Il fut largement suggéré que tous les ovnis étaient des météores. 2 astronomes de Chicago queered this. Le Dr. Gerard Kuiper, directeur de l'observatoire de l'Université de Chicago, fut cité déclarant platement que les ovnis ne pouvaient être des météores. Ils sont probablement de fabrication humaine, dit-il à l'Associated Press. Le Dr. Oliver Lee, directeur de l'observatoire de l'Université Northwestern, était d'accord avec le Dr. Kuiper et ajouta un nouveau facteur de confusion qui était au fond de l'esprit de nombreux gens. Peut-être s'agissait-il de nos propres appareils.

Le gouvernement avait nié que les ovnis appartiennent aux U.S. depuis le début, mais le Dr. Vannevar Bush, le scientifique de réputation mondiale, et le Dr. Merle Tuve, inventeur du fusible de proximité, y ajoutèrent leur poids. Impossible, dirent-ils.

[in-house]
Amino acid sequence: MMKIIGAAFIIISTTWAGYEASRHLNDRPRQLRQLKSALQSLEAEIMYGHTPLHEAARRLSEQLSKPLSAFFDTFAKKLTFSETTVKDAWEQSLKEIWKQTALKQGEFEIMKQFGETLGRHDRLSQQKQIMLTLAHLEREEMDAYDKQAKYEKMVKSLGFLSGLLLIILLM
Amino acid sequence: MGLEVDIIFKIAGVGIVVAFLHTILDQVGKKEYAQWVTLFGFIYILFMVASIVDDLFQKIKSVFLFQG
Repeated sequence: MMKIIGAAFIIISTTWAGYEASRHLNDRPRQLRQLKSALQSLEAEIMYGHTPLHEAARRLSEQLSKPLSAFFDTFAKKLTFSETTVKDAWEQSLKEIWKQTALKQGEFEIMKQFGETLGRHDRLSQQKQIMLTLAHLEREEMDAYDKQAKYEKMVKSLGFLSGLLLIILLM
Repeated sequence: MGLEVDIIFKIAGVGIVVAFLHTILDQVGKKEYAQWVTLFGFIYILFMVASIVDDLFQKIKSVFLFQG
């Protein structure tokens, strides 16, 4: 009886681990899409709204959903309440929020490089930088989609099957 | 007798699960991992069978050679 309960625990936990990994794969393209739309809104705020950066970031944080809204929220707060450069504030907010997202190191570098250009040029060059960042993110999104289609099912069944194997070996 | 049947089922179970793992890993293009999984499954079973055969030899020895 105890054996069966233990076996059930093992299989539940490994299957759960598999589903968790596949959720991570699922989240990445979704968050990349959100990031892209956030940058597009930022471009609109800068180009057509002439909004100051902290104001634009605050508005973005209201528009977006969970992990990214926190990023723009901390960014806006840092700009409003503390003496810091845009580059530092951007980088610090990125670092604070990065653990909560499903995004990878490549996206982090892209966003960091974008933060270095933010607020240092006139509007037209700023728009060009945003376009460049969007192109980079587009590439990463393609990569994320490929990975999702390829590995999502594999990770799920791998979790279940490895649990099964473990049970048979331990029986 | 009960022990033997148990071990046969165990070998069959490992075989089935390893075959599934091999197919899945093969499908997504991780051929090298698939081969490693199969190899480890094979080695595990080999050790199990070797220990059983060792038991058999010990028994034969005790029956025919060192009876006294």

All of this time unnamed Air Force officials were disclaiming serious interest in the UFO subject. Yet every time a newspaper reporter went out to interview a person who had seen a UFO, intelligence agents had already been flown in, gotten the detailed story complete with sketches of the UFO, and sped back to their base to send the report to Project Sign. Many people had supposedly been "warned" not to talk too much. The Air Force was mighty interested in hallucinations.

Thus 1947 ended with various sized question marks in the mind of the public. If you followed flying saucers closely the question mark was big, if you just noted the UFO story titles in the papers it was smaller, but it was there and it was growing. Probably none of the people, military or civilian, who had made the public statements were at all qualified to do so but they had done it, their comments had been printed, and their comments had been read. Their comments formed the question mark.